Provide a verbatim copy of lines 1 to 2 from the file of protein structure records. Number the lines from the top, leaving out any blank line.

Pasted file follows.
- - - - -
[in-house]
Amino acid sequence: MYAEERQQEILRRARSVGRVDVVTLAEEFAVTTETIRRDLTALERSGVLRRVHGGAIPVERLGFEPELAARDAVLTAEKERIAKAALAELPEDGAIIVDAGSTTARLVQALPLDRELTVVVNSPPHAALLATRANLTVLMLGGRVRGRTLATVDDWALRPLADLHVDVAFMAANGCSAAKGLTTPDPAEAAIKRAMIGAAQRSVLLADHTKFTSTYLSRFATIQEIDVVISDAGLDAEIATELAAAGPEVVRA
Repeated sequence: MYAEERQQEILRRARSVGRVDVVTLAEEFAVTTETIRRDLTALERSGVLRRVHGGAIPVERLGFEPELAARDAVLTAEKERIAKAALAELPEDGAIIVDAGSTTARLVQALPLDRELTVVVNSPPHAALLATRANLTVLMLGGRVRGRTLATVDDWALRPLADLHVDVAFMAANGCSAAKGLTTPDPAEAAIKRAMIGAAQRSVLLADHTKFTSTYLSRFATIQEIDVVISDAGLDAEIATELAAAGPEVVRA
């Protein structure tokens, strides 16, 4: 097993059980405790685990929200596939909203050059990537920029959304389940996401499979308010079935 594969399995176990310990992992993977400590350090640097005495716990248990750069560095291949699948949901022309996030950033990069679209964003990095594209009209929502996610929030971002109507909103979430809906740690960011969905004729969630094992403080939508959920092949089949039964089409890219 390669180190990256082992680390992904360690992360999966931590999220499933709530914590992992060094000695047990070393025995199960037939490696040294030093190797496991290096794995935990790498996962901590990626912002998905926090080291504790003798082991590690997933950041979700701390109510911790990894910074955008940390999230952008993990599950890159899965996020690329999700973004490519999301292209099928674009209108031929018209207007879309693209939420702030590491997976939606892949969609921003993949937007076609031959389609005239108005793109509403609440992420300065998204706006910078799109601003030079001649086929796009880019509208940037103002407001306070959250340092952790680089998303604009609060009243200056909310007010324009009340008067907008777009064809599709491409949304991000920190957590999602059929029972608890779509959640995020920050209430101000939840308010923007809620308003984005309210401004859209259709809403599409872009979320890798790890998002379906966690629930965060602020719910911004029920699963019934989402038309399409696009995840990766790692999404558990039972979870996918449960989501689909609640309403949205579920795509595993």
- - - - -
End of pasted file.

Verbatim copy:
[in-house]
Amino acid sequence: MYAEERQQEILRRARSVGRVDVVTLAEEFAVTTETIRRDLTALERSGVLRRVHGGAIPVERLGFEPELAARDAVLTAEKERIAKAALAELPEDGAIIVDAGSTTARLVQALPLDRELTVVVNSPPHAALLATRANLTVLMLGGRVRGRTLATVDDWALRPLADLHVDVAFMAANGCSAAKGLTTPDPAEAAIKRAMIGAAQRSVLLADHTKFTSTYLSRFATIQEIDVVISDAGLDAEIATELAAAGPEVVRA